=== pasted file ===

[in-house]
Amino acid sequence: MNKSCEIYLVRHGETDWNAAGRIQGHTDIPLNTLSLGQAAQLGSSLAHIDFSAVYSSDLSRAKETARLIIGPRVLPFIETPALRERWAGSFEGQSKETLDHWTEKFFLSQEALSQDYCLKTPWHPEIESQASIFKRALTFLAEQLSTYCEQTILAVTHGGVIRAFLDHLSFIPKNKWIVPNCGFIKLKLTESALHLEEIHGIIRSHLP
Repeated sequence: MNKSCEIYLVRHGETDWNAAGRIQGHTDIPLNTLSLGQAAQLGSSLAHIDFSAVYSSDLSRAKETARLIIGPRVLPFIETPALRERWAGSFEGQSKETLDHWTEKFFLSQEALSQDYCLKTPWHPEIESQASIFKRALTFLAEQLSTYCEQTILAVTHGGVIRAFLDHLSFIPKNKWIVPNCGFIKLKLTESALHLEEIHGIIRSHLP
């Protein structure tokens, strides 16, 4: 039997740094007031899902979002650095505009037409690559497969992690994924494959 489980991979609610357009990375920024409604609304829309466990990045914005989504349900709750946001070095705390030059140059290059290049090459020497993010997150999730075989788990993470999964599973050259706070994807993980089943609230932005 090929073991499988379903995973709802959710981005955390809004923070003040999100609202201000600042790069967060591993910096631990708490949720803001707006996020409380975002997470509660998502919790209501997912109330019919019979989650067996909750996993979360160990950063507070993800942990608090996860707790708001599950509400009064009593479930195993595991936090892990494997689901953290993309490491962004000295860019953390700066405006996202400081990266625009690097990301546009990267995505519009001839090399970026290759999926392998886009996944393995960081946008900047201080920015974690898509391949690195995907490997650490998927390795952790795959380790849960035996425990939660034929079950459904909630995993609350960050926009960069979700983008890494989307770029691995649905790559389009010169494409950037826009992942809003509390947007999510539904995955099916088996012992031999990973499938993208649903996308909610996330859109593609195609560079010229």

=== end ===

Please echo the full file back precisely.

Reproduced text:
[in-house]
Amino acid sequence: MNKSCEIYLVRHGETDWNAAGRIQGHTDIPLNTLSLGQAAQLGSSLAHIDFSAVYSSDLSRAKETARLIIGPRVLPFIETPALRERWAGSFEGQSKETLDHWTEKFFLSQEALSQDYCLKTPWHPEIESQASIFKRALTFLAEQLSTYCEQTILAVTHGGVIRAFLDHLSFIPKNKWIVPNCGFIKLKLTESALHLEEIHGIIRSHLP
Repeated sequence: MNKSCEIYLVRHGETDWNAAGRIQGHTDIPLNTLSLGQAAQLGSSLAHIDFSAVYSSDLSRAKETARLIIGPRVLPFIETPALRERWAGSFEGQSKETLDHWTEKFFLSQEALSQDYCLKTPWHPEIESQASIFKRALTFLAEQLSTYCEQTILAVTHGGVIRAFLDHLSFIPKNKWIVPNCGFIKLKLTESALHLEEIHGIIRSHLP
């Protein structure tokens, strides 16, 4: 039997740094007031899902979002650095505009037409690559497969992690994924494959 489980991979609610357009990375920024409604609304829309466990990045914005989504349900709750946001070095705390030059140059290059290049090459020497993010997150999730075989788990993470999964599973050259706070994807993980089943609230932005 090929073991499988379903995973709802959710981005955390809004923070003040999100609202201000600042790069967060591993910096631990708490949720803001707006996020409380975002997470509660998502919790209501997912109330019919019979989650067996909750996993979360160990950063507070993800942990608090996860707790708001599950509400009064009593479930195993595991936090892990494997689901953290993309490491962004000295860019953390700066405006996202400081990266625009690097990301546009990267995505519009001839090399970026290759999926392998886009996944393995960081946008900047201080920015974690898509391949690195995907490997650490998927390795952790795959380790849960035996425990939660034929079950459904909630995993609350960050926009960069979700983008890494989307770029691995649905790559389009010169494409950037826009992942809003509390947007999510539904995955099916088996012992031999990973499938993208649903996308909610996330859109593609195609560079010229």